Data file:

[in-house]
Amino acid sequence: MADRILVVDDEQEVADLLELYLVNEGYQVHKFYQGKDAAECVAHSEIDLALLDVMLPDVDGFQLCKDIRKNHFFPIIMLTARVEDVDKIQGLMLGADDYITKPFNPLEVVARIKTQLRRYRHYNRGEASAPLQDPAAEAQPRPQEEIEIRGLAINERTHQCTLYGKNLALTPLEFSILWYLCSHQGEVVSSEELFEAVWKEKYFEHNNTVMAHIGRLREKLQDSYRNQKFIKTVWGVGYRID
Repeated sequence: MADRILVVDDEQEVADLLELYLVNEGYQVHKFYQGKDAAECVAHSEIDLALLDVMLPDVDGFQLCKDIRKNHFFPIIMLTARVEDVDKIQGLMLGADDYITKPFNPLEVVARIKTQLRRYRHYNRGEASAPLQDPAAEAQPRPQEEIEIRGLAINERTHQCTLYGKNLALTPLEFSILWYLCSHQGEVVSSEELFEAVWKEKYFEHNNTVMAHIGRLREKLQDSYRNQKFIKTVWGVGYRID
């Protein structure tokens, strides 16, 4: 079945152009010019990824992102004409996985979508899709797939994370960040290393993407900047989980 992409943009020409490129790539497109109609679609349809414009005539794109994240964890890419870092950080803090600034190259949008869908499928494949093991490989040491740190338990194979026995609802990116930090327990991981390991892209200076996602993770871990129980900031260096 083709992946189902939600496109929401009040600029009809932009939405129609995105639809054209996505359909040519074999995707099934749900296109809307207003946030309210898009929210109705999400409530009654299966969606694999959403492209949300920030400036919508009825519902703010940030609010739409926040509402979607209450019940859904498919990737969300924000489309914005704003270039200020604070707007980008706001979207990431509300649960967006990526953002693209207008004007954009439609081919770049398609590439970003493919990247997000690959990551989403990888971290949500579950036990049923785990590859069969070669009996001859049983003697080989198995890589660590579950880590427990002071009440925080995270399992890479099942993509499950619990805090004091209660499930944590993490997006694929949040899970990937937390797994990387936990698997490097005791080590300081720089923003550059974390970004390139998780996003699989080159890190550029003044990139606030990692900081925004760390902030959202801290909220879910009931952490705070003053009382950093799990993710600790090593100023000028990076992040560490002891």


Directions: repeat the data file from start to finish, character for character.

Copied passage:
[in-house]
Amino acid sequence: MADRILVVDDEQEVADLLELYLVNEGYQVHKFYQGKDAAECVAHSEIDLALLDVMLPDVDGFQLCKDIRKNHFFPIIMLTARVEDVDKIQGLMLGADDYITKPFNPLEVVARIKTQLRRYRHYNRGEASAPLQDPAAEAQPRPQEEIEIRGLAINERTHQCTLYGKNLALTPLEFSILWYLCSHQGEVVSSEELFEAVWKEKYFEHNNTVMAHIGRLREKLQDSYRNQKFIKTVWGVGYRID
Repeated sequence: MADRILVVDDEQEVADLLELYLVNEGYQVHKFYQGKDAAECVAHSEIDLALLDVMLPDVDGFQLCKDIRKNHFFPIIMLTARVEDVDKIQGLMLGADDYITKPFNPLEVVARIKTQLRRYRHYNRGEASAPLQDPAAEAQPRPQEEIEIRGLAINERTHQCTLYGKNLALTPLEFSILWYLCSHQGEVVSSEELFEAVWKEKYFEHNNTVMAHIGRLREKLQDSYRNQKFIKTVWGVGYRID
């Protein structure tokens, strides 16, 4: 079945152009010019990824992102004409996985979508899709797939994370960040290393993407900047989980 992409943009020409490129790539497109109609679609349809414009005539794109994240964890890419870092950080803090600034190259949008869908499928494949093991490989040491740190338990194979026995609802990116930090327990991981390991892209200076996602993770871990129980900031260096 083709992946189902939600496109929401009040600029009809932009939405129609995105639809054209996505359909040519074999995707099934749900296109809307207003946030309210898009929210109705999400409530009654299966969606694999959403492209949300920030400036919508009825519902703010940030609010739409926040509402979607209450019940859904498919990737969300924000489309914005704003270039200020604070707007980008706001979207990431509300649960967006990526953002693209207008004007954009439609081919770049398609590439970003493919990247997000690959990551989403990888971290949500579950036990049923785990590859069969070669009996001859049983003697080989198995890589660590579950880590427990002071009440925080995270399992890479099942993509499950619990805090004091209660499930944590993490997006694929949040899970990937937390797994990387936990698997490097005791080590300081720089923003550059974390970004390139998780996003699989080159890190550029003044990139606030990692900081925004760390902030959202801290909220879910009931952490705070003053009382950093799990993710600790090593100023000028990076992040560490002891």